When campaigning for public office, federal candidates have to be honest with the public about who is giving their campaign money. Transparency regarding the sources of election spending is vitally important to our elections, as complete and accurate information about who is spending money to back candidates empowers voters to more meaningfully evaluate their choices.
Federal campaign finance laws support transparency by requiring that candidates disclose all campaign contributions, and by prohibiting campaign contributions made in the name of another person. In other words, every contribution has to be disclosed in the name of whoever is actually giving money to the campaign.
It’s illegal to make contributions through a “straw donor” — a person or entity that receives money for the purpose of making a contribution and then passes that money on to a campaign in their own name.
Liam Madden, a candidate who ran for Vermont’s At-Large House seat in the 2022 election, appears to have violated these federal laws by orchestrating a straw donor scheme in which he drew money from his wife’s business and used it to contribute over $25,000 to his campaign in his own name and in the names of his family members — including his young child.
Madden set up this scheme to make it look like his campaign had raised over $35,000 — the reported threshold for participating in a candidate debate — even though his campaign clearly had not raised that amount. In fact, Madden’s campaign later reimbursed at least $13,500 to Madden and falsely reported those disbursements as payments to campaign “staff.”
Madden served as his own campaign treasurer, so he also signed off on falsified campaign disclosure reports indicating that Madden and his family donated $25,600 that was actually contributed by his wife’s business. That business, in turn, appears to have made either illegal corporate contributions (if the business was incorporated) or contributions in excess of the $2,900 per-election limit that applies to individuals and unincorporated entities.
The most galling aspect of this scheme is that Madden acknowledged his illegal actions, insisting that everything he did was legal.
During a radio interview with The Morning Drive on WVMT on October 27, 2022, just days before the 2022 general election, Madden admitted that he withdrew money from his wife’s business account and distributed it to his family members for them to contribute to his campaign in their own names.
Madden asserted that he had taken advantage of a “legal loophole” — but what he did is actually a textbook example of an illegal straw donor scheme. In fact, Madden’s actions are exactly like an example in the Code of Federal Regulations used to illustrate what an illegal straw donor scheme looks like.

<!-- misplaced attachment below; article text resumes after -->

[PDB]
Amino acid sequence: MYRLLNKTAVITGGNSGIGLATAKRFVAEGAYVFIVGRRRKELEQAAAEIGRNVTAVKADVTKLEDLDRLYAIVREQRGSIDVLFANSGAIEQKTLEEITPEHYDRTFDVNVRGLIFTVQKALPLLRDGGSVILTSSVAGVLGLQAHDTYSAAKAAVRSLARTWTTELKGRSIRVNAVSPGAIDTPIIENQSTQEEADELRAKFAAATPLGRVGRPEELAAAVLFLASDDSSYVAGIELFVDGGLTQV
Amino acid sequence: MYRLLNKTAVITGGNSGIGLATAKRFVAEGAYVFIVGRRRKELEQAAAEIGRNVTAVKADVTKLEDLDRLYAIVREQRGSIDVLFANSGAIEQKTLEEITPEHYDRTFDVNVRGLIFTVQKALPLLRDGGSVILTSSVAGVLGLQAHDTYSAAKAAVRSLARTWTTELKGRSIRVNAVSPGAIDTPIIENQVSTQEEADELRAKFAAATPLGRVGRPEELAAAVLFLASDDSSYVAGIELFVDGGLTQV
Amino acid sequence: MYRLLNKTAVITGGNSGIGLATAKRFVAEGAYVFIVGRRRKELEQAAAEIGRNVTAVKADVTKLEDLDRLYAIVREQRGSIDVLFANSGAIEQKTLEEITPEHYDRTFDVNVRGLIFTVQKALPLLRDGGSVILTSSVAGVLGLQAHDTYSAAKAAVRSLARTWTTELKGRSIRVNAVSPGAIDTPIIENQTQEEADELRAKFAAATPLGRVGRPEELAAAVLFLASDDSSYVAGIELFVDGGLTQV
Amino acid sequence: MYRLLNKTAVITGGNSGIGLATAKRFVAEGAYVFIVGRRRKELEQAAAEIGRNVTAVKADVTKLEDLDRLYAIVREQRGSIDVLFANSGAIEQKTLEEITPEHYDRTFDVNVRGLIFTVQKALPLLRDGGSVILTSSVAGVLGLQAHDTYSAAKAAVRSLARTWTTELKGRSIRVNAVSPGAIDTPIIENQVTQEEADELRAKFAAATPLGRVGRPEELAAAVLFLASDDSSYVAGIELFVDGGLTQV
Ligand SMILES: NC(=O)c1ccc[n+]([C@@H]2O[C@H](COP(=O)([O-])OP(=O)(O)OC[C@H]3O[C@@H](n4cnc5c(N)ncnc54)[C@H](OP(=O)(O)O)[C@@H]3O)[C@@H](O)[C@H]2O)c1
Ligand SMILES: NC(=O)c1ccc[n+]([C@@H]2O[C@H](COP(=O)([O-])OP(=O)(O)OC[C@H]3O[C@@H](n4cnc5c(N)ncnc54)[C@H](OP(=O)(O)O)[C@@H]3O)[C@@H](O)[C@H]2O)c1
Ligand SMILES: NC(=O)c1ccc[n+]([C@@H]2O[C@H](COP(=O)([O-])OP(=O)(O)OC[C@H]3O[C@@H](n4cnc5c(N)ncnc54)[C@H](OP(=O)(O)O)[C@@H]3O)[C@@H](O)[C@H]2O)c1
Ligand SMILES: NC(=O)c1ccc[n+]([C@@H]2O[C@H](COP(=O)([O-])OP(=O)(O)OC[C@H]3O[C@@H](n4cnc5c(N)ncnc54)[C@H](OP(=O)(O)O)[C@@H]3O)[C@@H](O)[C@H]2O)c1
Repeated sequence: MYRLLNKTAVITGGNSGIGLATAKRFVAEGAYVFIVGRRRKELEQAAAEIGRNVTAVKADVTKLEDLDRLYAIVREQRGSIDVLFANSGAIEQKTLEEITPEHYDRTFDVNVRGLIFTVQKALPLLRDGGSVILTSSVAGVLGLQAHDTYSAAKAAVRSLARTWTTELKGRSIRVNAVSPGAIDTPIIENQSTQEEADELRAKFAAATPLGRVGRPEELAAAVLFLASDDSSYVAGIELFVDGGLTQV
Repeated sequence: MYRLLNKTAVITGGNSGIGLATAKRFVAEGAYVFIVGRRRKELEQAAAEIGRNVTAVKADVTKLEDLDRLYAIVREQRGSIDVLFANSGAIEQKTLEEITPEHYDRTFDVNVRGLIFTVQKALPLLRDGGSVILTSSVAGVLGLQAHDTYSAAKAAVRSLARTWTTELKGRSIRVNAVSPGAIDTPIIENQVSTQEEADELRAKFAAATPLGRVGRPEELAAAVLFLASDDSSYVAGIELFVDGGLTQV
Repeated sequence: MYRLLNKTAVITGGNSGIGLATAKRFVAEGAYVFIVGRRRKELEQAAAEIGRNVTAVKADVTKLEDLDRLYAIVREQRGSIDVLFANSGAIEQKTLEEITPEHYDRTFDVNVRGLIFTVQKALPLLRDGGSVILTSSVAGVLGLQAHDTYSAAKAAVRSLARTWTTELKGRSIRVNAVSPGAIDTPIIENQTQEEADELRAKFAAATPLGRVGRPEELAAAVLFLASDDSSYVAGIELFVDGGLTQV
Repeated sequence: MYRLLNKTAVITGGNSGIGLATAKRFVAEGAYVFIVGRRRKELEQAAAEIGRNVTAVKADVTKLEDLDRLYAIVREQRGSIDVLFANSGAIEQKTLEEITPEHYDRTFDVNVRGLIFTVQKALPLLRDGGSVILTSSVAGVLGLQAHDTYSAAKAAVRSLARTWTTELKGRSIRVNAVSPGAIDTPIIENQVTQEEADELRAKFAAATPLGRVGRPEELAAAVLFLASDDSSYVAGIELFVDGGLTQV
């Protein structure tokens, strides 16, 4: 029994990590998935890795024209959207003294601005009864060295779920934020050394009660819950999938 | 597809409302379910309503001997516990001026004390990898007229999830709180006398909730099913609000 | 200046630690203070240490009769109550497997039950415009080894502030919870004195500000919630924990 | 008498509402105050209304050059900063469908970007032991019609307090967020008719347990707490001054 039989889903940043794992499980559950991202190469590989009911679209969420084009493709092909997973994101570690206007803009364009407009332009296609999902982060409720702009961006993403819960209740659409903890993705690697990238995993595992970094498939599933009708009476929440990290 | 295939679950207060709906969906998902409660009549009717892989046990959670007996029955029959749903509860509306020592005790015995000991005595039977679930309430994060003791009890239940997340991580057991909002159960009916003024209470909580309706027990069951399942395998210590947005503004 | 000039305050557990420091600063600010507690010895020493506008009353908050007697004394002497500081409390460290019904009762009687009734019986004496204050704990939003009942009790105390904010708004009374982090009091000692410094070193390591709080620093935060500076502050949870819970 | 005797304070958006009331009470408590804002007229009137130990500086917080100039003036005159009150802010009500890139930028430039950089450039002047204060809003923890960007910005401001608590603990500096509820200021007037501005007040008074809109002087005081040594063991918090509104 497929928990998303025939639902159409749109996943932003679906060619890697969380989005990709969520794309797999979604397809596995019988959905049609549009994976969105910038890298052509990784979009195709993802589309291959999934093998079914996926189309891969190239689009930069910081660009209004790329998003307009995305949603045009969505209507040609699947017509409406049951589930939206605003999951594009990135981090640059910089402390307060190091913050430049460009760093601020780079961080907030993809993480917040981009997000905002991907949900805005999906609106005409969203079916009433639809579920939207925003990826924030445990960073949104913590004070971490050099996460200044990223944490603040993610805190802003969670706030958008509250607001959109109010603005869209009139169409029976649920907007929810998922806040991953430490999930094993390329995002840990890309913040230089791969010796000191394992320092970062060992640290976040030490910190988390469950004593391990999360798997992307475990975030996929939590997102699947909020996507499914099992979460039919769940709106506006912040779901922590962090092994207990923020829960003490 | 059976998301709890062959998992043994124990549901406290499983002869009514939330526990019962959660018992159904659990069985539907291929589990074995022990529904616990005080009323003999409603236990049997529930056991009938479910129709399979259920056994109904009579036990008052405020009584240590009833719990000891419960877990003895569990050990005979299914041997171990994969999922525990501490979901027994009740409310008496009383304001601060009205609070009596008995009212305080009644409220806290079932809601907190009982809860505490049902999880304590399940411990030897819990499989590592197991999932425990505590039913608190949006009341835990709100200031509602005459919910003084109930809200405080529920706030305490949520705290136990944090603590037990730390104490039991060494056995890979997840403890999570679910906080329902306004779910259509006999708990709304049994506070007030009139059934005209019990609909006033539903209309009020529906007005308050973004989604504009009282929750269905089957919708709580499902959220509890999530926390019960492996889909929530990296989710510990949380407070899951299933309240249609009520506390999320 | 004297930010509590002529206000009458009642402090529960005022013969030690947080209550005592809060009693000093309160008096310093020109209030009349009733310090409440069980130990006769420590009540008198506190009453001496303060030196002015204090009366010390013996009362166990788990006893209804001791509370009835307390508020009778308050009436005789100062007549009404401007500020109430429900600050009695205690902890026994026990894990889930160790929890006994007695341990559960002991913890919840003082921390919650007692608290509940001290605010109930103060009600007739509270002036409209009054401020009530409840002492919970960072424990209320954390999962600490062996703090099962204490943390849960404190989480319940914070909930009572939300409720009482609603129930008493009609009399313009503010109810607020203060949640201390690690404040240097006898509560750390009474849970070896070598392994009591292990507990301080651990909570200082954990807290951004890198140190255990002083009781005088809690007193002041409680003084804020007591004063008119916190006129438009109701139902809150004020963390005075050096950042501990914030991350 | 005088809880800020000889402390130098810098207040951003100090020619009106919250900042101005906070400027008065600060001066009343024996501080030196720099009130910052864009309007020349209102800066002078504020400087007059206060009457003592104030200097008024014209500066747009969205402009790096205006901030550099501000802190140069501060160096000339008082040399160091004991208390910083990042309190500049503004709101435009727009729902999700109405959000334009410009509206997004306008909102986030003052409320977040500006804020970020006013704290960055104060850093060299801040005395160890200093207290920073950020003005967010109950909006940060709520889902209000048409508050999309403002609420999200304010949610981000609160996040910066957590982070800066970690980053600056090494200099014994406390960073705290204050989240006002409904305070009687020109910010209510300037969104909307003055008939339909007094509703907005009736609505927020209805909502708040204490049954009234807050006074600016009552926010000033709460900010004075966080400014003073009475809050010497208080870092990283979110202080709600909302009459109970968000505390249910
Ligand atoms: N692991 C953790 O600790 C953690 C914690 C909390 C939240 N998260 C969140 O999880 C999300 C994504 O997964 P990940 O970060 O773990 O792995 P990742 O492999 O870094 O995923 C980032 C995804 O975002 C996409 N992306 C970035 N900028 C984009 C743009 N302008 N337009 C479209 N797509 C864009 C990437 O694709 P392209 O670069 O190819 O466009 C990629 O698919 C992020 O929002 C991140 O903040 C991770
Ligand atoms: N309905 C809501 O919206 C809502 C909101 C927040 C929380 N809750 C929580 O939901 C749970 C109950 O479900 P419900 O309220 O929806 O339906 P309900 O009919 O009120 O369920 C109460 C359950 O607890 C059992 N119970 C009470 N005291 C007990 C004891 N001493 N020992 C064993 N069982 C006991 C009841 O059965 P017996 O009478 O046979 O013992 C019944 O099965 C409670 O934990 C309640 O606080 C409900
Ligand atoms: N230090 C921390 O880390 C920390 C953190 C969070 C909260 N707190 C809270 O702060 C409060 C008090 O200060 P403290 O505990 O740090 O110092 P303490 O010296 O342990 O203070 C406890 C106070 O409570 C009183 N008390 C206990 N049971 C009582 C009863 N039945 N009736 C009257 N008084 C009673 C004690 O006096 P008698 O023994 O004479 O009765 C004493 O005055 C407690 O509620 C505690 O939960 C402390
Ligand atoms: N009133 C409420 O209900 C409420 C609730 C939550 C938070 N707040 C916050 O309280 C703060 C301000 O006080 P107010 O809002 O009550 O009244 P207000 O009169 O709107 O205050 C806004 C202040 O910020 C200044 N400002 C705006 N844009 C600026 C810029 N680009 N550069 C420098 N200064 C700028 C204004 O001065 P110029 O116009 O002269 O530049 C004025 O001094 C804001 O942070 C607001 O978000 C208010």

Madden also acknowledged that because he “couldn’t afford” these contributions and needed to replenish the funds taken from his wife’s business, his campaign later reimbursed him with fake “candidate salary” payments.
While $25,000 may not be a lot of money in the grand scheme, as our elections are routinely flooded with super PAC spending funded by billionaires and corporate special interests, straw donor schemes are a threat to transparency and undermine voters’ confidence in our elections. It’s vital that the Federal Election Commission (FEC) protect voters by taking action and enforcing the law.
Moreover, as we’ve recently been reminded by Rep. George Santos, the truth-challenged federal candidate who lied his way to Congress and into likely criminal violations of federal campaign finance laws, candidates that dupe the public with half-truths and outright fabrications erode the public’s trust in government and do real harm to the integrity of our elections.
The clearest solution is for government regulators to investigate and enforce these laws, thereby holding candidates accountable and protecting the integrity of our elections. Campaign Legal Center (CLC) has filed a complaint with the FEC urging the agency to do just that — investigate Madden’s outrageous behavior and enforce the federal laws that uphold electoral transparency.
Voters have a right to know who’s really spending money to influence elections. It’s time for the FEC to do its job and take action to protect our elections and the rights of voters.